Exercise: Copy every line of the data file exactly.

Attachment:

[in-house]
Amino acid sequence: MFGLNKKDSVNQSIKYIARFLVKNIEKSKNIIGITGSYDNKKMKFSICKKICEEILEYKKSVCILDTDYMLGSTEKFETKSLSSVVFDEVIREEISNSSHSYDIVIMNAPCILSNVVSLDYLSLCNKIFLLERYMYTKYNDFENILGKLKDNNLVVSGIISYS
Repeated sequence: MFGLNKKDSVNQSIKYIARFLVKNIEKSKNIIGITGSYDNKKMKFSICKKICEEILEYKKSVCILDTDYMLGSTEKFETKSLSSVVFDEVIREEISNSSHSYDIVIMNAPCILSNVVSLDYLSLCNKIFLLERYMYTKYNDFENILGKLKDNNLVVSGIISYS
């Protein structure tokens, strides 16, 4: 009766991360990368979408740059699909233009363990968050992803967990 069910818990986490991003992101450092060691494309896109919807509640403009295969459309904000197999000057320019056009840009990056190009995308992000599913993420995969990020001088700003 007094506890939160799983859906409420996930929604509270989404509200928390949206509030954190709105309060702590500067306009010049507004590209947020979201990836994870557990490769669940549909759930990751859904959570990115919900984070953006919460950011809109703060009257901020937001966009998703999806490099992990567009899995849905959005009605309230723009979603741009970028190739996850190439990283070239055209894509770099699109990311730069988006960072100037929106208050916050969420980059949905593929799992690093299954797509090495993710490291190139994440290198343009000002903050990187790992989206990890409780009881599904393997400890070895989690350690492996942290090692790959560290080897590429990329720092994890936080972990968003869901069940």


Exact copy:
[in-house]
Amino acid sequence: MFGLNKKDSVNQSIKYIARFLVKNIEKSKNIIGITGSYDNKKMKFSICKKICEEILEYKKSVCILDTDYMLGSTEKFETKSLSSVVFDEVIREEISNSSHSYDIVIMNAPCILSNVVSLDYLSLCNKIFLLERYMYTKYNDFENILGKLKDNNLVVSGIISYS
Repeated sequence: MFGLNKKDSVNQSIKYIARFLVKNIEKSKNIIGITGSYDNKKMKFSICKKICEEILEYKKSVCILDTDYMLGSTEKFETKSLSSVVFDEVIREEISNSSHSYDIVIMNAPCILSNVVSLDYLSLCNKIFLLERYMYTKYNDFENILGKLKDNNLVVSGIISYS
């Protein structure tokens, strides 16, 4: 009766991360990368979408740059699909233009363990968050992803967990 069910818990986490991003992101450092060691494309896109919807509640403009295969459309904000197999000057320019056009840009990056190009995308992000599913993420995969990020001088700003 007094506890939160799983859906409420996930929604509270989404509200928390949206509030954190709105309060702590500067306009010049507004590209947020979201990836994870557990490769669940549909759930990751859904959570990115919900984070953006919460950011809109703060009257901020937001966009998703999806490099992990567009899995849905959005009605309230723009979603741009970028190739996850190439990283070239055209894509770099699109990311730069988006960072100037929106208050916050969420980059949905593929799992690093299954797509090495993710490291190139994440290198343009000002903050990187790992989206990890409780009881599904393997400890070895989690350690492996942290090692790959560290080897590429990329720092994890936080972990968003869901069940």